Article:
Preventing Transmission of Wildlife Disease to Livestock with Dr. Rosslyn Biggs

Listen to Rosslyn Biggs talk about wildlife biosecurity.

Senior Farm and Ranch Broadcaster, Ron Hays, is featuring comments from Farm Reporter Maci Carter’s visit with Oklahoma State University Extension Beef Cattle Specialist, Dr. Rosslyn Biggs. Biggs is also the Director of Continuing Education at the OSU Center for Veterinary Medicine. Biggs talks about preventing the transmission of wildlife disease to livestock animals.

Illustrating the practical importance of biosecurity, Dr. Biggs discussed the recent cases of Highly Pathogenic Avian influenza in dairy cattle, underscoring the need for vigilance in managing wildlife interactions.

“It is not just a concern from waterfowl and avian influenza; we have wildlife species right here in Oklahoma and certainly in this region of the United States,” Biggs said. “Take feral hogs, for example. They are a great opportunity, unfortunately, to expose our domestic species to things like leptospirosis. They are also known to carry diseases like swine brucellosis and pseudorabies as well.”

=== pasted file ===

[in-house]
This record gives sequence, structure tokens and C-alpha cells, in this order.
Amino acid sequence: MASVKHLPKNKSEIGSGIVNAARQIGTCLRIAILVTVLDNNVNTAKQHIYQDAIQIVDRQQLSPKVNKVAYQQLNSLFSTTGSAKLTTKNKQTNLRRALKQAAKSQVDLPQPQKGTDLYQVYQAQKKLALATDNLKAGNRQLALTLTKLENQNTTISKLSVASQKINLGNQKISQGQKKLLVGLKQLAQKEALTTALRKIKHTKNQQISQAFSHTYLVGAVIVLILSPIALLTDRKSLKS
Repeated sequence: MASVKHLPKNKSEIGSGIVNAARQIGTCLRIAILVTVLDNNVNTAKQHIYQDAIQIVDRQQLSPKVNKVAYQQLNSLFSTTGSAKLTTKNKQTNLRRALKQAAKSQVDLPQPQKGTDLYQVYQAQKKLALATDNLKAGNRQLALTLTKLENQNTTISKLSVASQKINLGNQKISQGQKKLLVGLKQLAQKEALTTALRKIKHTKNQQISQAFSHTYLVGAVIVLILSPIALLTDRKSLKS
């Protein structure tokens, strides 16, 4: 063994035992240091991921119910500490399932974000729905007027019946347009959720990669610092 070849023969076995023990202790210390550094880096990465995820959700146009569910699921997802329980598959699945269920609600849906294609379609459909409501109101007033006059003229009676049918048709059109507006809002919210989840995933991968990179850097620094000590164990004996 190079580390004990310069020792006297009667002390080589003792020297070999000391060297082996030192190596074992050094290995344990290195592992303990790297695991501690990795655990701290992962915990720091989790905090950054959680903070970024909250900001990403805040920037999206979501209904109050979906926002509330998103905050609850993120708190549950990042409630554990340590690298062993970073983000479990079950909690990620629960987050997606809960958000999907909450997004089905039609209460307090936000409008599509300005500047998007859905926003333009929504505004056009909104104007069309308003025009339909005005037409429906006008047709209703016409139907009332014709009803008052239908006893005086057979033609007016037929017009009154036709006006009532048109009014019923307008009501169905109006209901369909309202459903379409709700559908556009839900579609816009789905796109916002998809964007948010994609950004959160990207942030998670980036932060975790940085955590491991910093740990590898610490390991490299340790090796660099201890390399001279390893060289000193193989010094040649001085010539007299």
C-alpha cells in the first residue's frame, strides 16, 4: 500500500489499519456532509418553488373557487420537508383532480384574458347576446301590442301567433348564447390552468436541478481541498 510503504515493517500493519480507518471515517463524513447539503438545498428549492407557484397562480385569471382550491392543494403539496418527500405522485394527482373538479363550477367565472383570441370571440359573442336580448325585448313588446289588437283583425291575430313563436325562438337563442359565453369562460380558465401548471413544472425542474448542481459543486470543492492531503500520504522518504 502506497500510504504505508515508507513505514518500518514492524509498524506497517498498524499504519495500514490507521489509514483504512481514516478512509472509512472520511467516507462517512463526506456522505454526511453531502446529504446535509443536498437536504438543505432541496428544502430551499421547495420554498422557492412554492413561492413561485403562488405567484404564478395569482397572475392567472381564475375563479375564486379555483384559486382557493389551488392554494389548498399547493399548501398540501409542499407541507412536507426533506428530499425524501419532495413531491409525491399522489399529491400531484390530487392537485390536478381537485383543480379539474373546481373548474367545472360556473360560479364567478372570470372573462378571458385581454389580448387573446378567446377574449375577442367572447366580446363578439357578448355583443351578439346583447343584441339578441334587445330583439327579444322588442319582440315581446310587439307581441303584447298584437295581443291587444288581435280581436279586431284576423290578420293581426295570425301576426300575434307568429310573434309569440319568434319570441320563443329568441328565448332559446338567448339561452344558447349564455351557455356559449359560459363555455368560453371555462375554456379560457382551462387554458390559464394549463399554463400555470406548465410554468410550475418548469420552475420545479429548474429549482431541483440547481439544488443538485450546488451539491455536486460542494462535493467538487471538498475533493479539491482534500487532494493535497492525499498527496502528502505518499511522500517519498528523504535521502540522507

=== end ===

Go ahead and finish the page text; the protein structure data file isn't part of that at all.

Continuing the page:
Biggs talked about some ways to establish and advance biosecurity in a livestock operation to prevent the transmission of disease from wildlife to livestock. To read Dr. Biggs’ article about biosecurity approaches to mitigate wildlife disease, CLICK HERE.

“First and foremost thing is to designate a biosecurity manager on the operation,” Biggs said.

The next step Biggs recommended is to get in touch with a veterinarian and talk about potential risks for disease transmission in the operation.

“Develop a plan, put it down in writing and review it, make sure everybody in the operation is familiar with it and that we are following those procedures,” Biggs said.

Turning the page, Biggs also talked about OSU’s internal parasite study, which is researching internal parasite resistance in beef cattle by testing the effectiveness of dewormers.

The study is seeking a minimum of 20 (preferably 30) animals that are within the same stage of production. For example, classes of cattle enrolled in the study could be mature cows of approximately the same age, weaned calves, purchased growing and weaned steers or stocker heifers, or replacement heifers. Good animal handling facilities are required where cattle can be restrained for safe fecal collection.

If you are interested in participating in this project, please fill out the interest form at or scan the QR code below. Once the interest form is received, someone from the research team will be in contact to coordinate delivery of the sampling kits and other details. Questions on the project may be directed to or .

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